As the owner of her own medico-legal consulting firm, Fogelman felt an obligation to speak up for colleagues who couldn’t. So she joined the grassroots, non-partisan, physician-led advocacy group COVID-19 Action Coalition (COVAC-MA) to help advocate for public health measures that will reduce the spread of the virus and save lives. COVAC-MA, a 501c4 nonprofit entity, is comprised of Massachusetts physicians from diverse specialties and employment settings, students, and civic, community, and business leaders working to advocate for urgent government, business, and community actions.
by Olivia Drake •
On July 20, recent alumnus Eunes Harun ’20 was chosen to join the first cohort of the Governor’s Innovation Fellowship (CTGIF) team.
CTGIF offers ambitious, high-achieving recent college graduates the opportunity to work at top, innovative companies developing their career while working together as a community of fellows, growing together professionally and personally to create a cohort of talent, camaraderie, and growth in the State of Connecticut. The fellowship comes with a $5,000 award.
Harun, a government and economics double major, will be joining McKinsey & Company in Stamford, Conn., as a business analyst and will be participating in the CTGIF program simultaneously. As a fellow, he will gain access to mentorship, curated professional development, and a community of similarly-driven peers.
“I’m most looking forward to the opportunity to dive right into the greater Stamford community and build connections with business leaders,” Harun said.
Due to the COVID-19 pandemic, Harun’s start date with McKinsey has been pushed back to December, though the CTGIF programming will begin in August.
For Harun, staying in the State of Connecticut following college was a top priority.
“I’ve grown up all my life in Hamden, Conn., and after going through the Hamden public school system, I was on the college search and it was a priority of mine to study in a state that would open the door to many career opportunities. I realized that Connecticut and Wesleyan would provide exactly that,” he said. “Over the last few years, I’ve come to love Connecticut and the community, opportunities, and climate it affords its residents.”
by Olivia Drake •
On July 26, Los Angeles artist Michael Gittes ’10 was featured on NBC Nightly News in a “There’s Good News Tonight” segment.
For an entire month, Gittes worked on a project titled “Strangers to No One,” which involved painting 1,800 flowers. He donated the works to every employee at the Interfaith Medical Center in New York City, a nonprofit community hospital, to show his appreciation for frontline health care workers during the coronavirus pandemic.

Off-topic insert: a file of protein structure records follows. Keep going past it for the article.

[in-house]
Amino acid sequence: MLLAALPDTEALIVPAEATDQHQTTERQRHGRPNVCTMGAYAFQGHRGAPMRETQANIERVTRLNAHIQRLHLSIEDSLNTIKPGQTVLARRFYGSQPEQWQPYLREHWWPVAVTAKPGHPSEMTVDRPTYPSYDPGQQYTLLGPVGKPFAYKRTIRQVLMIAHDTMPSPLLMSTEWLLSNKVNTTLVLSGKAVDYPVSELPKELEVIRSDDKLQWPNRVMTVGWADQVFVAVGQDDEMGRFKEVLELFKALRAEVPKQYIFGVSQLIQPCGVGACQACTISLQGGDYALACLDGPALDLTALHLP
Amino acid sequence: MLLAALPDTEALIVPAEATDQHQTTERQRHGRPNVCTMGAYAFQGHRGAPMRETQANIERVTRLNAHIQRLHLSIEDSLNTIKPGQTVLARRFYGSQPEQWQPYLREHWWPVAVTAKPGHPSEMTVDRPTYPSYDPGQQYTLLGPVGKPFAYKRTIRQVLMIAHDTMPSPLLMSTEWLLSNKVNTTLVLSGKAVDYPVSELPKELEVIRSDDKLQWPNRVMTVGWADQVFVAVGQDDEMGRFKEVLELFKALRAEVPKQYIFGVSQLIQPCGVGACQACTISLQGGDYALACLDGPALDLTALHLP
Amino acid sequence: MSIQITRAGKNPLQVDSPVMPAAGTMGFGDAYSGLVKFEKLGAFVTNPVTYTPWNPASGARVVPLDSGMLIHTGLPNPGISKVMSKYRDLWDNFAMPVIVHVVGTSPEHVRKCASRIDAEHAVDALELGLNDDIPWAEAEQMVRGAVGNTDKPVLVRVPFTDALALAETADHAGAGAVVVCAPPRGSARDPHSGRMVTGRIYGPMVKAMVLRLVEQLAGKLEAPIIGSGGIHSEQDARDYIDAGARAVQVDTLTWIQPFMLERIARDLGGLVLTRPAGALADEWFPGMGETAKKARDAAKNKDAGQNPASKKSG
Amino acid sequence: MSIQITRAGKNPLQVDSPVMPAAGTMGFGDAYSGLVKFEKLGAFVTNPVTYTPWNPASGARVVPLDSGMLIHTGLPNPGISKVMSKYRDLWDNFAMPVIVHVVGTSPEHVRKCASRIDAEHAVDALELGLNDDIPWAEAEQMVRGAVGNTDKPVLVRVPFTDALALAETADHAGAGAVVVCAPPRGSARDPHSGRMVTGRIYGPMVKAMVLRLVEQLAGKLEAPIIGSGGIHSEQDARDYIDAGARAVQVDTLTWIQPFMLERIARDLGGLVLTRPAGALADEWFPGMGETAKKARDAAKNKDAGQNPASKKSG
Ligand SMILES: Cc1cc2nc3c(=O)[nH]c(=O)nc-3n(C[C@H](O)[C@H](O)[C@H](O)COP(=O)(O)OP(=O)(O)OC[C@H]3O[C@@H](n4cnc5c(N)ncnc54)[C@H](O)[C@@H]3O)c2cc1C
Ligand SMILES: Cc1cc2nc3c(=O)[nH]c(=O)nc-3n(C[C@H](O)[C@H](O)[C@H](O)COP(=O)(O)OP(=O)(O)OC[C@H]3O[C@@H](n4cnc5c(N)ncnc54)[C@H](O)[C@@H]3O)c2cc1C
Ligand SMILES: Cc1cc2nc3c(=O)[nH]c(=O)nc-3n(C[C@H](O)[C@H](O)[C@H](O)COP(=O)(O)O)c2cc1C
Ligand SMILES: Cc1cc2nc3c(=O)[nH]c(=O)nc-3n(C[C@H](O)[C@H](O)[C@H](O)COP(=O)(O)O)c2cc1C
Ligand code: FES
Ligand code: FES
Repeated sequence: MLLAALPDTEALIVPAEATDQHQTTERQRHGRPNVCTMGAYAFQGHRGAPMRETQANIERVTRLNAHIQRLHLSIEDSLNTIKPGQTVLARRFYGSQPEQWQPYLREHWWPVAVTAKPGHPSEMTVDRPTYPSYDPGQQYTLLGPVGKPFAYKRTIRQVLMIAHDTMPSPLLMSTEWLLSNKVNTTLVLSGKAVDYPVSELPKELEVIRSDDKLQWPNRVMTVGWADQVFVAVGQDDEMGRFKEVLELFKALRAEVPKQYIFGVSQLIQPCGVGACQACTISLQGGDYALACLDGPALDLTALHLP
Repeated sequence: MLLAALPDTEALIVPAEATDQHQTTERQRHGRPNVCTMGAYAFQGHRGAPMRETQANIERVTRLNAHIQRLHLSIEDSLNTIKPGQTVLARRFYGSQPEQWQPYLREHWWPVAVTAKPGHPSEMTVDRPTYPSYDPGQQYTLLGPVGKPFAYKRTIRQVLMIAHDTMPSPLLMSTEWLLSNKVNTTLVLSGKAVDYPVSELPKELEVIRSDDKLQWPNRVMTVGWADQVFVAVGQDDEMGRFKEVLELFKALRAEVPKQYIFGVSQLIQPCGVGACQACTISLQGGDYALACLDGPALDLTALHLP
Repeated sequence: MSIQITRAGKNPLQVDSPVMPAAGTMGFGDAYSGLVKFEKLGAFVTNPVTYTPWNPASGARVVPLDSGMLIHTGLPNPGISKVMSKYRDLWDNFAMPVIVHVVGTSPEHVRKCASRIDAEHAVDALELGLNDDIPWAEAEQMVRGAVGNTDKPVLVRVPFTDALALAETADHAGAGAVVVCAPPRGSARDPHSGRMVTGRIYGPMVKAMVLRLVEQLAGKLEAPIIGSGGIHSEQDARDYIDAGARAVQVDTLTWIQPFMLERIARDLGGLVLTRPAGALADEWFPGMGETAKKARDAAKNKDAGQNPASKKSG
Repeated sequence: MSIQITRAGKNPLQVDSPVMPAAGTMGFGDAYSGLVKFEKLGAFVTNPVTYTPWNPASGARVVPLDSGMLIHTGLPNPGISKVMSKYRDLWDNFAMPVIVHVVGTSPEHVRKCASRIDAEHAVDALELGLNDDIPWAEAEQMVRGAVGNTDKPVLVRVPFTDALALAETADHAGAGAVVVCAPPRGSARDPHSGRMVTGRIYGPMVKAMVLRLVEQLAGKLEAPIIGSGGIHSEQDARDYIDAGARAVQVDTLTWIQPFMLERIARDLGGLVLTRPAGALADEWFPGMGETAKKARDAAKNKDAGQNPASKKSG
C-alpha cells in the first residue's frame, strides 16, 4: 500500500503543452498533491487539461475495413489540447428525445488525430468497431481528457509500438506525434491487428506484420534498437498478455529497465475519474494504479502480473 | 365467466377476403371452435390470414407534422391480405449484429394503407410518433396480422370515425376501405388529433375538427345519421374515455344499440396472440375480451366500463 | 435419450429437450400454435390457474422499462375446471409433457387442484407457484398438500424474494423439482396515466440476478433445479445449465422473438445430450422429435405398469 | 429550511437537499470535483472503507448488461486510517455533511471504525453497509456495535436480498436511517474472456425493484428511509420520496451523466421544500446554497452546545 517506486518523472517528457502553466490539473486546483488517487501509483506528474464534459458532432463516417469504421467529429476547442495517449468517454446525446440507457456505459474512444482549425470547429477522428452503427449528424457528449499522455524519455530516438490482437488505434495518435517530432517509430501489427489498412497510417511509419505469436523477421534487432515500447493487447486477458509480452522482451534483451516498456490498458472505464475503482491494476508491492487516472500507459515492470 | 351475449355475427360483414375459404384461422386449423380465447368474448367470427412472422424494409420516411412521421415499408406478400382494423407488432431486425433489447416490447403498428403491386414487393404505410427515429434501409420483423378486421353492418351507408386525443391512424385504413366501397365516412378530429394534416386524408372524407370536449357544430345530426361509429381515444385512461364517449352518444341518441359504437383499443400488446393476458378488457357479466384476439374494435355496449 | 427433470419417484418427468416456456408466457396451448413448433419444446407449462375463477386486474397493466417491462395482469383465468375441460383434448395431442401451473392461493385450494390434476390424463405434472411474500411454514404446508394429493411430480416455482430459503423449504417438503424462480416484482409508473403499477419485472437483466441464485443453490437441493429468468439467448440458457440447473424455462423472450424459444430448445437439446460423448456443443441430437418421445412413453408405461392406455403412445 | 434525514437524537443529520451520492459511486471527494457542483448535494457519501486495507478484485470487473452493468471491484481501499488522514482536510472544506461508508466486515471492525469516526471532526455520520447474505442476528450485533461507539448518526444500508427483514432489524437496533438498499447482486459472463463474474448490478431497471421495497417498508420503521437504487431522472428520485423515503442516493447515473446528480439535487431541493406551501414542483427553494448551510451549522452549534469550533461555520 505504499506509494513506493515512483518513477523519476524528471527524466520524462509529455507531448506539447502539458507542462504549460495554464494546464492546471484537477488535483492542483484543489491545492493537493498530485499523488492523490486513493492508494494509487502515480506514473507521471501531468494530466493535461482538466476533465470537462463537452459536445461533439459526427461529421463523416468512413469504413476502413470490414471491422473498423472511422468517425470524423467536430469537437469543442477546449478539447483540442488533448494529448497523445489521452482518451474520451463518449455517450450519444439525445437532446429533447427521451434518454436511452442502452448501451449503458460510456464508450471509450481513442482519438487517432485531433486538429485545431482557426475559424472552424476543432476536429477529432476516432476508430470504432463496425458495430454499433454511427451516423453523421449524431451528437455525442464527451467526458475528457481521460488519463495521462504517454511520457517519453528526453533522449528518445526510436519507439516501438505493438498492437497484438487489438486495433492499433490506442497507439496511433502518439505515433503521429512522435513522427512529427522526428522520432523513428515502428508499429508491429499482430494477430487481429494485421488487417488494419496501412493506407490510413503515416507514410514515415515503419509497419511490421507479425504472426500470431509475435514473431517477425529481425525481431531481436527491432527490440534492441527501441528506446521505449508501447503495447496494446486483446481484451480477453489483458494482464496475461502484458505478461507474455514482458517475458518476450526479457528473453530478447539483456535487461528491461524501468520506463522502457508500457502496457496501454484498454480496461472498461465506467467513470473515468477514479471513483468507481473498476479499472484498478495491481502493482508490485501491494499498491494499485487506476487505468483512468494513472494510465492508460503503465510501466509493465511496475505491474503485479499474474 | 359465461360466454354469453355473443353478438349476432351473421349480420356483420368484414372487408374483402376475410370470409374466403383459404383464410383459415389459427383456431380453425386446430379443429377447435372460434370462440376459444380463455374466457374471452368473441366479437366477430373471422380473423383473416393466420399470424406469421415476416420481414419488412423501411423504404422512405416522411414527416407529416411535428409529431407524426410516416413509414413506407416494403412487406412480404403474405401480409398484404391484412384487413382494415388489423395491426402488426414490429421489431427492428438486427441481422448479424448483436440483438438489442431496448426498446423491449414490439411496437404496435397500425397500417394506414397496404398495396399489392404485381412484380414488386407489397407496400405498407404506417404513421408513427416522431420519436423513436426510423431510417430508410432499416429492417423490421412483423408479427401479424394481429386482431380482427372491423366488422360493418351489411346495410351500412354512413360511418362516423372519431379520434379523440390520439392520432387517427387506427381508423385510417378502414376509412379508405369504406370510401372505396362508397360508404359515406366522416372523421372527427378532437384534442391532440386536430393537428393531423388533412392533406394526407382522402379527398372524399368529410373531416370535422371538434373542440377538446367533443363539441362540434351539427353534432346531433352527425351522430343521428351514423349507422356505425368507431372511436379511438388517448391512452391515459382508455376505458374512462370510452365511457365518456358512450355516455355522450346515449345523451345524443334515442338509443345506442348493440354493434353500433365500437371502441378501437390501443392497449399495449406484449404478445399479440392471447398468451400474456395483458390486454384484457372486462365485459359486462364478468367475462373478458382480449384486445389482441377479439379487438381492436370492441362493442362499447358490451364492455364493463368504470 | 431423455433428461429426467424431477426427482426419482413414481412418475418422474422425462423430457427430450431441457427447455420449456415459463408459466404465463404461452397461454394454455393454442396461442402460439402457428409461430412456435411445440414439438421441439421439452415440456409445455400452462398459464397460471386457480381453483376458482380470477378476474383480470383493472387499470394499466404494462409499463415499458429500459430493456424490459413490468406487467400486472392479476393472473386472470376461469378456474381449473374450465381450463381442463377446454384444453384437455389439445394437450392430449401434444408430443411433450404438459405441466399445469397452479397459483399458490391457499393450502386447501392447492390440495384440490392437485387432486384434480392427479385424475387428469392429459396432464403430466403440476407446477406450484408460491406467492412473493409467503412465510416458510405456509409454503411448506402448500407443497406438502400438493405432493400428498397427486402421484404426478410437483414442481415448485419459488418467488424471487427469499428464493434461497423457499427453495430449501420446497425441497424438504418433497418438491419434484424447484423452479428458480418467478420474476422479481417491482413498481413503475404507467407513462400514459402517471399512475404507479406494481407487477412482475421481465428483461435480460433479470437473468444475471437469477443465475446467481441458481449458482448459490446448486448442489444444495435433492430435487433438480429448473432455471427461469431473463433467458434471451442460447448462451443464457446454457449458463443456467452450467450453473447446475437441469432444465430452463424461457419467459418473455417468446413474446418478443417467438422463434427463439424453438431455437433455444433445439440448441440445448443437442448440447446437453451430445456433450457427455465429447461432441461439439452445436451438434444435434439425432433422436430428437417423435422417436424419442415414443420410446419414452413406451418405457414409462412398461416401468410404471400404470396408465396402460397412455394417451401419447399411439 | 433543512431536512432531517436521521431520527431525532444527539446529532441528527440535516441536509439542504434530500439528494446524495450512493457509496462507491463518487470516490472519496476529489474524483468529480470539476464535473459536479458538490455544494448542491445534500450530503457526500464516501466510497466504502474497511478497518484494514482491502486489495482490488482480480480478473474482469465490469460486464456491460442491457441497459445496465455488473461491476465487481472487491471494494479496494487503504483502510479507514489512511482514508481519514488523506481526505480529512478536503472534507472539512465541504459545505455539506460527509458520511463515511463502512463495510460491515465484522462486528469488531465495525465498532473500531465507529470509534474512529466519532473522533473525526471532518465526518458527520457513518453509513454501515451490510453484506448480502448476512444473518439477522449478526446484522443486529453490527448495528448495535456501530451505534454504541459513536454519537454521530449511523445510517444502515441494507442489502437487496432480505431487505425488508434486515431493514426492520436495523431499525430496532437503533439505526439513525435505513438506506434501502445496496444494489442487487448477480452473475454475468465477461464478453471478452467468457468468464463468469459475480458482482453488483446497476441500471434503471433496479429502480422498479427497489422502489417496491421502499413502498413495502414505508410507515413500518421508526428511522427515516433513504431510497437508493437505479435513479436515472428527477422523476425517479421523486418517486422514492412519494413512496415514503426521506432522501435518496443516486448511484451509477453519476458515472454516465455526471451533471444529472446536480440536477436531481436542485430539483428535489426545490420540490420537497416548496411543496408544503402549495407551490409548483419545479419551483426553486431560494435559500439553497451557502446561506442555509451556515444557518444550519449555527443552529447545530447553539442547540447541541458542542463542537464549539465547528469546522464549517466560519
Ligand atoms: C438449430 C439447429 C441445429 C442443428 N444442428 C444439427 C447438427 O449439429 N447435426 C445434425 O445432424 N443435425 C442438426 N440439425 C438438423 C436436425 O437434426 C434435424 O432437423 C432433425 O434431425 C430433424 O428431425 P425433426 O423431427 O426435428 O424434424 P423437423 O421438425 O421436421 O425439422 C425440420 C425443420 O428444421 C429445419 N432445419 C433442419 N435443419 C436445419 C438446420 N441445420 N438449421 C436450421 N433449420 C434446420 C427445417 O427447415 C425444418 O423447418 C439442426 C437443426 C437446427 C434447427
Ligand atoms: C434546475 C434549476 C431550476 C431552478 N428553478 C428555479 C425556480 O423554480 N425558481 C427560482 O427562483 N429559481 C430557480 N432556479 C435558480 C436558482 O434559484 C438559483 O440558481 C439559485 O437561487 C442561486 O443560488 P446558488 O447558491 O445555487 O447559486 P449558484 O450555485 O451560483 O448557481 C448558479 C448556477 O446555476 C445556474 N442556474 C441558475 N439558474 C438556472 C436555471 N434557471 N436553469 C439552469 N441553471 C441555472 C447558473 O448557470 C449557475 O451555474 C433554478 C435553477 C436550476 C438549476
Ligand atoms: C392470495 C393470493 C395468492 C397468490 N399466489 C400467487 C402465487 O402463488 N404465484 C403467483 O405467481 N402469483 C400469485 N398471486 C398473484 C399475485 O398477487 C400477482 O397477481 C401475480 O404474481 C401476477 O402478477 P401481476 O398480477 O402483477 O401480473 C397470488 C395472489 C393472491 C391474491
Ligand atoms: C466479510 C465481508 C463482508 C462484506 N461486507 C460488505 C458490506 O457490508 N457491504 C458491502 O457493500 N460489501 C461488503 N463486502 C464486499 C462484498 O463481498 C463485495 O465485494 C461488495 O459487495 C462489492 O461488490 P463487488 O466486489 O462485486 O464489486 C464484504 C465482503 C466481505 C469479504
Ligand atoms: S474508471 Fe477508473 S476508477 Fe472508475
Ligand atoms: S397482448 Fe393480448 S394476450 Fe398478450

“If you love somebody, you give them a flower,” Gittes said in the interview.
Donning a Wesleyan University sweatshirt on the show, Gittes demonstrated how he painted the flowers using a syringe as opposed to a paint brush.
“I … felt powerless and frustrated,” Gittes said. “I can’t paint one for everyone and everywhere, but I could paint one for everyone at one hospital.”
by Editorial Staff •
With the arrival of the COVID-19 pandemic in the United States in February, and as doctors and scientists intensified their search for ways to stymie the virus, it quickly became clear to Michele Gershberg ’95 that her already challenging job was about to get even more complicated.
As the U.S. health editor for the Reuters news agency, Gershberg leads a team of eight reporters covering health and scientific innovation, as well as the pharmaceutical and healthcare industries. “It runs the whole gamut,” Gershberg said. “We are part of a larger global team of health and pharma industry reporters, with reporters in London, Paris, Zurich, and Beijing, so we really work together very closely to try to tell the global story.”
by Olivia Drake •
On June 19, Anthony Price ’20, a government and American studies double major, was featured in Complete College America’s #20for20Grads Campaign. CCA selected outstanding graduates from around the country who come from diverse backgrounds—from first-generation college students to parents, returning adults, and more.
During his time at Wesleyan, Price was the recipient of a 2020 Fulbright award and a Campus Compact Newman Civic Fellowship, and served as a Congressional Black Caucus Intern in Washington, D.C. He’s also the founder and executive director of Be The Change Venture, a Cleveland, Ohio-based nonprofit that teaches young people networking skills to support their career development. In the future, Price plans to earn a law degree, work for the Department of Education, and eventually run for office.